While Blood and Lace (also known as The Blood Secret) sounds an awful lot like Mario Bava’s classic giallo Blood and Black Lace, the two couldn’t be more dissimilar. 1971’s Blood and Lace, from director Philip Gilbert and writer Gil Lasky, is billed like a slasher film, complete with awesomely ’70s poster art and tagline that reads “SHOCK after SHOCK after SHOCK as Desire drives a bargain with DEATH!”, but it ultimately plays out more like a murder mystery paired with Flowers in the Attic. That’s more of a surprise than one might expect considering the direction of its promotion, and Blood and Lace is a seedy little story that often emphasizes its own lack of a protagonist to root on.
The film opens with an admittedly brutal hammer murder – a gloved killer attacks and kills a sleeping couple, leaving Ellie Masters (Melody Patterson – RIP) an orphan stuck at Mrs. Deere’s (Gloria Grahame) orphanage. The film centers in on the corruption at the orphanage right away, exposing Mrs. Deere and her handyman Tom Kredge (Len Lesser) for the murderers that they are; they get paid for each child, and sometimes, when the kids run away, Tom tracks them down, cuts off their hands, and stores them in the freezer. Then, they hide the bodies from the terribly corrupt social worker Mr. Mullins (Milton Selzer), who is more interested in sex with Mrs. Deere than maintaining a healthy orphanage anyway.
Ellie realizes right away that the orphanage is a terrible place, because she finds a few dead kids in the sick room and then stumbles upon a girl strung up from the rafters in the attic. Still, she’s a bit more worried about wooing Walter (Ronald Taft) away from 16-year-old Bunch (Terri Messina) than the dangers of living with Mrs. Deere, and so even when Detective Calvin Carruthers (Vic Tayback) comes sniffing around, she’s hesitant to tell him about the bad stuff going down.
Blood and Lace has some very peculiar pacing with direction that often feels beguiling. The opening scene is so brutal and slasher-esque that it’s fairly disappointing when Blood and Lace fails to deliver any other kills later in the film. Instead, Gilbert focuses on Mrs. Deere and Tom, favoring the orphanage’s dark secret instead of the murders that forced Ellie into the home in the first place. The revolving characters don’t help either; both Mr. Mullins and Calvin feel out of place throughout much of the film, and their importance later on is at odds with the screentime they’ve received thus far.
Still, Blood and Lace has a distinctly grim mood throughout that adds to its entertainment value. Lasky’s protagonists are difficult to root for because there really is no good character in the film. While the audience is meant to follow Ellie, she has a few traits that make her unlikable. The first is her constant bullying of Bunch, a younger girl who clearly has a crush on the hunky Walter. While Walter makes it obvious he’s not interested (and he shouldn’t be – it’s called statutory rape), Ellie is, much like her prostitute mother, obsessed with the empowerment of femininity over male machismo. She wants Walter to lust after her just because, and it creates a power struggle between her and Bunch.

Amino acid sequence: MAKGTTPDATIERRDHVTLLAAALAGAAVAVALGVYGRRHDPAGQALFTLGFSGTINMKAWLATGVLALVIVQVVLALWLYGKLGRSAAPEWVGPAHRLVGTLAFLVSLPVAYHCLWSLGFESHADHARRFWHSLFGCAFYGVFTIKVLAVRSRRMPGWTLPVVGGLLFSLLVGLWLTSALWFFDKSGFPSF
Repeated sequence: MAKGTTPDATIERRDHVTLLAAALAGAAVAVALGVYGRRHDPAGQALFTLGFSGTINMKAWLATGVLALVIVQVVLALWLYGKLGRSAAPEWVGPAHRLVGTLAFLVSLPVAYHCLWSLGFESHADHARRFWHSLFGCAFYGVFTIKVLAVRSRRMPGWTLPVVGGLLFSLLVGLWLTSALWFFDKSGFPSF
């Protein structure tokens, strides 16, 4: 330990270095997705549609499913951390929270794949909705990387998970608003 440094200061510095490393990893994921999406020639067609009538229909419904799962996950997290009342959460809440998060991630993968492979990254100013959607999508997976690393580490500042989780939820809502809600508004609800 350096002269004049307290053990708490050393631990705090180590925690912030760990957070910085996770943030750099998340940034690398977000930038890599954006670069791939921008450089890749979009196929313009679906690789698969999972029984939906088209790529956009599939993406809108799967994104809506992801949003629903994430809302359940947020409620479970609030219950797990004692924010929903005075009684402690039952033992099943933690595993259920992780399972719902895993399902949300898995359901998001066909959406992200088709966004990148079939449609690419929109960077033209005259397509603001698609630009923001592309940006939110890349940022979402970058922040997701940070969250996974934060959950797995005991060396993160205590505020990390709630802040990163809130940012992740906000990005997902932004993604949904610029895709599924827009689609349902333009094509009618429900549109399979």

It’s an intentional characterization, and an intriguing one. Lasky’s script is able to show the darker feelings that Ellie harbors, like her anger at her mother’s prostitution and her hopes to one day meet her father to figure out who she really is. Walter is also a foil for Ellie; he doesn’t care about his parents, because he’s free to become whoever he wants. These are plot elements that elevate Blood and Lace above a standard boring slasher – because, in all honesty, its slasher elements are forced and often not present.
The film’s final reveal, too, is morbid and exploitative, a pleasant surprise even if the path to it is messy. Even Calvin Carruthers, the kindly detective who saves Ellie from the orphanage, expects something in return – marriage, despite the fact that the two are probably a good thirty years apart in age. It’s gross – and most likely incestuous – and fully embellishes the lust of men and their expectations of something owed to them by women.
Blood and Lace is often too scatterbrained to really capitalize on these elements, though, and more than that, it’s orphanage plot never really picks up. The horror and slasher elements only appear towards the last few minutes, and even those are sort of forced into the plot rather than organically constructed. While Blood and Lace has a smarmy, disturbing story at heart, the plot itself is as sheer as the lace of the title, and most contemporary viewers will find it a slow mystery.
Blood and Lace comes in a special Blu-Ray/DVD package from Scream Factory, interesting because they don’t often provide two formats. The film is presented in 1.78:1 aspect ratio, and I really couldn’t ask for a better transfer here. The image looks great, with good contrast and no real drop in quality to speak of. Audio is presented with DTS-HD 2.0 mono track and is also good quality – you can hear all of the classical horror score. English subtitles are also included.
There aren’t very many bonus features on this double-disc set, which is somewhat disheartening. What buoys the release a little bit is the audio commentary from film historian Richard Harland Smith, a surprising inclusion that adds depth. There’s also the alternate title card credits – Scream Factory’s release features The Blood Secret as the title card on the main transfer, but they also include the Blood and Lace title card footage. Finally, a theatrical trailer is included. If there are fans of the film, then Scream Factory’s Blu-Ray/DVD combo is worth the investment. Otherwise, a casual viewer need not pick this up because Blood and Lace isn’t really a vital film for your home theater.